Indonesian doctors get tips to deal with mass disasters

Dr. Muhammad Usman and Dr. Muhammad Sakti are the first to participate in the Haifa course.

November 9, 2005 02:35
4 minute read.
JPost talkback add

JPost talkback add. (photo credit: )


Dear Reader,
As you can imagine, more people are reading The Jerusalem Post than ever before. Nevertheless, traditional business models are no longer sustainable and high-quality publications, like ours, are being forced to look for new ways to keep going. Unlike many other news organizations, we have not put up a paywall. We want to keep our journalism open and accessible and be able to keep providing you with news and analysis from the frontlines of Israel, the Middle East and the Jewish World.

As one of our loyal readers, we ask you to be our partner.

For $5 a month you will receive access to the following:

  • A user experience almost completely free of ads
  • Access to our Premium Section
  • Content from the award-winning Jerusalem Report and our monthly magazine to learn Hebrew - Ivrit
  • A brand new ePaper featuring the daily newspaper as it appears in print in Israel

Help us grow and continue telling Israel’s story to the world.

Thank you,

Ronit Hasin-Hochman, CEO, Jerusalem Post Group
Yaakov Katz, Editor-in-Chief


Two Muslim surgeons from Indonesia have arrived in Israel for a month-long course in coping with physical trauma at Haifa's Rambam Medical Center. The physicians, Dr. Muhammad Usman and Dr. Muhammad Sakti, both in their early 30s, are the first to participate in such a course, which was organized and paid for by the Foreign Ministry's Mashhav (international cooperation) department. The physicians' participation was initiated by medical authorities in Indonesia who are desperate for those of their physicians who were not killed in last year's tsunami to learn more about coping with mass catastrophes, said Steve Stein, an Israeli businessman who lives in Zichron Ya'acov and makes half-a-dozen trips a year to Indonesia to promote Israeli-Indonesian economic ties. The current course, said Rambam emergency and trauma department head Dr. Moshe Michaelson, comprises 26 physicians from the 21 countries in the developing world including Korea, China, India, Sri Lanka, Ghana, and Kenya. This is the program's sixth year, but it is the first time that Indonesian physicians have joined a trauma course here, he said. "They are here officially; their flag is on display." Despite a massive Muslim population, Stein said Indonesia's government "doesn't hate Israel and it understands Israeli needs and concerns." He added that "Those people who are educated, able to read and have their own opinion know that the Middle East conflict is not a religious one but one involving [who controls] the land." He noted that about a dozen Indonesian delegations, many of them related to agriculture and science, have been here so far. Stein was in Indonesia during the deadly tsunami that killed hundreds of thousands of people in southeastern Asia nearly a year ago. A total of 300,000 Indonesians died in the tsunami and including 1,500 nurses, doctors and other medical professionals and their families. "They believe Israel is second to none in dealing with trauma and mass casualty disasters and coping with terrorism, which also affect Indonesia. They are eager to come and we are planning additional programs with their medical societies. Once they return to their country, we'll be able to design specific programs suited to their training needs. How many are able to come depends on the amount of funding we get," Stein said. Foreign Ministry spokesman Mark Regev said the participation of the two surgeons in the course was "a small step in the right direction." In recent months there has been an upturn in contacts between Israeli and Indonesian officials, which culminated in a meeting at the UN in September between Foreign Minister Silvan Shalom and his Indonesian counterpart Hassan Wirajuda. Unlike Shalom's visit a few weeks earlier with his Pakistani counterpart, that meeting was closed to the press. Israeli and Indonesian officials have had a degree of contact over the years. In January, following the tsunami disaster, Foreign Ministry director-general Ron Prosor met with senior Indonesian officials after accompanying an El Al plane laden with 75 tons of aid for Indonesian tsunami victims. Shimon Peres visited the country in the summer of 2000, when he was regional cooperation minister, and met with then president Abdurrahman Wahid, with whom he had struck up a relationship. Wahid is scheduled to take part in various events in Israel next week commemorating a decade since Yitzhak Rabin's assassination. Herb Keinon contributed to this report.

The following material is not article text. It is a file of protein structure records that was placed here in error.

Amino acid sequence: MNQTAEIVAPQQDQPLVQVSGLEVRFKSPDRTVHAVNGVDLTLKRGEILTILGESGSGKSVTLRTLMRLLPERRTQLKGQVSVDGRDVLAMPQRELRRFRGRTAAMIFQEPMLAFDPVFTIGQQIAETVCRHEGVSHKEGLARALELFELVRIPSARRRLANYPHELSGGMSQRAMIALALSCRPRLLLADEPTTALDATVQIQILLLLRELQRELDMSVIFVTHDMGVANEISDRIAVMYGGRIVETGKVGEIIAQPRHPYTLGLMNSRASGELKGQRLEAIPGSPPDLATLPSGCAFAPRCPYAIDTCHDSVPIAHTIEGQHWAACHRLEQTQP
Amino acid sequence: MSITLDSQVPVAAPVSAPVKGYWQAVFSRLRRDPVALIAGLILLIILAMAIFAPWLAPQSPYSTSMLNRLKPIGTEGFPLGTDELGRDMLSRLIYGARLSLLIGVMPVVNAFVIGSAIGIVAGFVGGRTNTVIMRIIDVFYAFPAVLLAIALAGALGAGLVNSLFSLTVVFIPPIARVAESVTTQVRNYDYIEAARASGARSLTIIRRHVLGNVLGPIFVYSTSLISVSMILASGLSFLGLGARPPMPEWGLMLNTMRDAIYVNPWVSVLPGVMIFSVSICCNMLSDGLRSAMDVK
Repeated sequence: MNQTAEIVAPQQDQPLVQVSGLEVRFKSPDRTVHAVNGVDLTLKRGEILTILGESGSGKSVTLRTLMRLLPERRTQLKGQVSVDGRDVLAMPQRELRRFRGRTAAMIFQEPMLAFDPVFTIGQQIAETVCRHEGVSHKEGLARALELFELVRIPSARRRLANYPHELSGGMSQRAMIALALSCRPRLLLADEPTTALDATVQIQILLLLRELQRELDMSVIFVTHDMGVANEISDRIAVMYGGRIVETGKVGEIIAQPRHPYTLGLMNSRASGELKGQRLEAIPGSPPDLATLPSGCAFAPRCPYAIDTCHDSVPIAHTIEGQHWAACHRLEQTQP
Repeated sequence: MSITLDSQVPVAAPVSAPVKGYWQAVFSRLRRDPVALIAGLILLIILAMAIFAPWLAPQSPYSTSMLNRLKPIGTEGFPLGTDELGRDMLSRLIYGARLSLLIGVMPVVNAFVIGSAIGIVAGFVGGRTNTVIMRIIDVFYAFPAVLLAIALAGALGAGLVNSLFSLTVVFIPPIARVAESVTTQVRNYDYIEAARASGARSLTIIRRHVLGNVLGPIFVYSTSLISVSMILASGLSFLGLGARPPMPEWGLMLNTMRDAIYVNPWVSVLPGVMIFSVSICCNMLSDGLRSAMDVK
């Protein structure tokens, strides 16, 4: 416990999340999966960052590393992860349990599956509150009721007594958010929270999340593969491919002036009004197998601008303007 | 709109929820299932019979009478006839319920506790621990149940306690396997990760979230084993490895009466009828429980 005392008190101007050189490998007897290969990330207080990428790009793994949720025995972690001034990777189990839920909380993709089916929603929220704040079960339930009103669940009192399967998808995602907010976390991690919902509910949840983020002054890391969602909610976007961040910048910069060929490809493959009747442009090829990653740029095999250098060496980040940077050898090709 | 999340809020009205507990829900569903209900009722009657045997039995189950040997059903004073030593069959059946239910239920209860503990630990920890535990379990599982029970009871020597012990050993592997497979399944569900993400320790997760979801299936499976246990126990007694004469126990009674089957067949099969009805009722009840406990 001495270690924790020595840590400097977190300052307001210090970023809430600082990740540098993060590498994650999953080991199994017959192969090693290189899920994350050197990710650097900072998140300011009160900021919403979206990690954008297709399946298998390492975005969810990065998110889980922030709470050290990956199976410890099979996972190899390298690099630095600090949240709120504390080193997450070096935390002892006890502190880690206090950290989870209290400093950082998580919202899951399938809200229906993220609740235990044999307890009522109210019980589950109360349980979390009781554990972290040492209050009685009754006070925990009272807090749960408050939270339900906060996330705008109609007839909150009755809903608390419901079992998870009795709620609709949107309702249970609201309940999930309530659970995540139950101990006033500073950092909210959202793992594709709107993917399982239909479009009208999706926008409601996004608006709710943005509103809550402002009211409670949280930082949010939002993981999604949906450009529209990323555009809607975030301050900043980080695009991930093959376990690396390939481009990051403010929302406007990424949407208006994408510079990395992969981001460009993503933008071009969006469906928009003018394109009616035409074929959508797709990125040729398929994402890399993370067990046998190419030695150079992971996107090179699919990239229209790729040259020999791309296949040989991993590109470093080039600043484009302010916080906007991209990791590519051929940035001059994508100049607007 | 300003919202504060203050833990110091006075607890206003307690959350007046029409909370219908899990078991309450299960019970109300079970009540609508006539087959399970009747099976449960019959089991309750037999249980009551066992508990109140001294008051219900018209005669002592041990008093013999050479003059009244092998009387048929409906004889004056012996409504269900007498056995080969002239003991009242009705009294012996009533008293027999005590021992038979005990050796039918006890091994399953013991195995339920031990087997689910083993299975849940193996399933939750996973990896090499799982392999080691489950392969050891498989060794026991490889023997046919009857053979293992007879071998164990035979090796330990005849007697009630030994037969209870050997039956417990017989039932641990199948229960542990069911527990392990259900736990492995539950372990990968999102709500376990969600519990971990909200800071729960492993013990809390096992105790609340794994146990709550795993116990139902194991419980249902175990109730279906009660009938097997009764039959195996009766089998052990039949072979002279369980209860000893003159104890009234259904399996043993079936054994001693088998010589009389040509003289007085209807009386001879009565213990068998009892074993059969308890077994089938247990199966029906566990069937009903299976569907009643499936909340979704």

Send us your comments >>

Join Jerusalem Post Premium Plus now for just $5 and upgrade your experience with an ads-free website and exclusive content. Click here>>

Related Content

[illustrative photo]
September 24, 2011
Diabetes may significantly increase risk of dementia